A’right geezers, time for a rite ol’ good time swingin’ the swords, y’know whatimean luv? Darren reviews Guy Ritchie’s latest genre-bending adventure.
Directors have so much influence over a movie, more than perhaps the average watcher realises. In Hollywood, the director is the creative force, the unspoken ruler over the work. The writer plays second fiddle to them. I’m not saying this is good or bad, just unique. The movies they direct then say so much about them as a person. To make good art, to be even entertaining, I believe you must put as much of yourself into it as possible, and the good directors do this. Nobody will mix up a Burton movie, with its dark aesthetic or lonely characters with, say, a Kubrick, who uses loose plot threads but complex symbolism and story structure to ask questions about humanity. It is when these directors go against the grain and do something so alien to them, stripping their style from their own interests, that the movies tend to suck. Burton directed 2001’s Planet of the Apes. How many people could tell?
The reason I’m asking this is, who the hell gave Guy Ritchie a fantasy script?
King Arthur is the classic monomyth. Sure, most movies are, but this myth has it distilled to its essence.
So, of course, Guy Ritchie has to put his own spin on it. Keeping it sort of magical, most of the story is set in the ‘historical’ city of Londinium. With cockney geezers hanging around each corner, prostitutes running their own brothels (complete with red lights) and crime that Arthur has got his fingers in. I legitimately didn’t know who the director was going in, but within the opening five minutes it screamed Guy Ritchie. The language, the banter between the characters; heck, even their names. There was an attempt to put them in a more fantasy setting but it still reeked of his touch. “Goosefat Bill”, “Backlack and Whitlick”. Arthur doesn’t have an army or friends. No, he has “lads”. The style of storytelling has his trademark speed and digression.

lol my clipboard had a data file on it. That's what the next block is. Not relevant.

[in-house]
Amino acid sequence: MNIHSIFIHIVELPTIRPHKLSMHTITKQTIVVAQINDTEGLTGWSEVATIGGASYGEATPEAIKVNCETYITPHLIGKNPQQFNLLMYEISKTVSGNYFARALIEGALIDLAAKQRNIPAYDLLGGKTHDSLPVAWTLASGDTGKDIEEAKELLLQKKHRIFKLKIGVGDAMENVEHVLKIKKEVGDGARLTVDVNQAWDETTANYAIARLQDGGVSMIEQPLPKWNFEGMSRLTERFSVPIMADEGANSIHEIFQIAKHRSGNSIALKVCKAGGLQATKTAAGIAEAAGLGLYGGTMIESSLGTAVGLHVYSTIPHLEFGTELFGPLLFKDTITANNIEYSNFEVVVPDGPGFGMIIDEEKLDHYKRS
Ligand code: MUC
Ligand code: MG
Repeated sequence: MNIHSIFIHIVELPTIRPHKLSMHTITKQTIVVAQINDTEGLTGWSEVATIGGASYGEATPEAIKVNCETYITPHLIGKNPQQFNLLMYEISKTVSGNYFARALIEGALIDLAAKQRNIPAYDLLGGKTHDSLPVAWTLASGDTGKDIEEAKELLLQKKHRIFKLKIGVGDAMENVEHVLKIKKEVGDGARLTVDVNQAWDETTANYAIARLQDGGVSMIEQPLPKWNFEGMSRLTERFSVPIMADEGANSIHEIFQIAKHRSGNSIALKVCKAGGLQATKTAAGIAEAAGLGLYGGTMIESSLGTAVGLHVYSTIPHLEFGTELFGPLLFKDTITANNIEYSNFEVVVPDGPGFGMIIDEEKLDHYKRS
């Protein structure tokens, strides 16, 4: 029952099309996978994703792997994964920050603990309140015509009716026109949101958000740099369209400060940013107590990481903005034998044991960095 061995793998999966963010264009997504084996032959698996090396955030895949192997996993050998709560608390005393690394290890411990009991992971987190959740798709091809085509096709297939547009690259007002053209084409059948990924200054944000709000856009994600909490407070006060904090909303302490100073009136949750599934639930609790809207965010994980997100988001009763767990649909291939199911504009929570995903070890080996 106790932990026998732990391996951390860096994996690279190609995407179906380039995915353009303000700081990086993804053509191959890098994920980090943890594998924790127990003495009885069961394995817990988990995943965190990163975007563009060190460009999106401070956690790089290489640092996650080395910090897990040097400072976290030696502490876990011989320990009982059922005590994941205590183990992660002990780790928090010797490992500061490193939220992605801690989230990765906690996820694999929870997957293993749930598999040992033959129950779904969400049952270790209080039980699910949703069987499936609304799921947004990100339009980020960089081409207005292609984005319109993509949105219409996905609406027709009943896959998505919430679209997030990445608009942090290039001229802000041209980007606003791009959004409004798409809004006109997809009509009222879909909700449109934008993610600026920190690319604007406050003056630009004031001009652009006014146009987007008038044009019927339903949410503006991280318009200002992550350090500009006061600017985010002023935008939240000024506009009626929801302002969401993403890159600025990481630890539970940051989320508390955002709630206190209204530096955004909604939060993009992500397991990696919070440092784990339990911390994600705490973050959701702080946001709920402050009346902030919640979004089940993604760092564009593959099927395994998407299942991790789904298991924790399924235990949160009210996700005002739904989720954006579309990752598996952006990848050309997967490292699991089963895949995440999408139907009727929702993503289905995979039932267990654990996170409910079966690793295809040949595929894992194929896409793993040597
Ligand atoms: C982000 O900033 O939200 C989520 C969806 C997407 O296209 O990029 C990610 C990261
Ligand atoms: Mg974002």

I would have loved to have been in the room when the studio approached Ritchie.
Studio exec: We’d love you to tell this story. It’s a British classic, dealing with the betrayal of family, the founding myth of your entire country.
Ritchie: Oi! Where’s the blokes?
Studio exec: Blokes? Um-
Ritchie: Yeah, the geezers. I want hard lads dismantling those posh w*nkers. And prozzies. Lots of ‘em. It’s a historical tale, gotta have prozzies. Also Arthur ain’t no upper class tw*t, he’s a real man. Drinks pints of bitter and shags birds by the dozen.
Studio exec: …
In honesty, this isn’t a terrible movie.
I do enjoy the banter the characters have, even if they haven’t been fleshed out enough. I only remembered some of their names due to heavy repeating of them towards the end and the sheer uniqueness of some of them. Jude Law is boring but workable, which is a shame as there is some depth there. How his power is gained by sacrificing those he loves and by the building of giant towers for some reason, there is so much you can do with that.
The action is pretty terrible but also almost cartoonish, reminding me a lot of anime with its style. Arthur uses a sword less like a sword but more like a force-wielding baseball bat that can obliterate building from twenty feet away. Ritchie clearly doesn’t know how to make an interesting fight sequence without guns or hand to hand, and it shows.
If you’re a fan of Ritchie, love dumb fantasy movies or just want an example of how a niche director tries his hand at a completely different genre but somehow makes it the exact same as any of his other movies, then give this one a watch.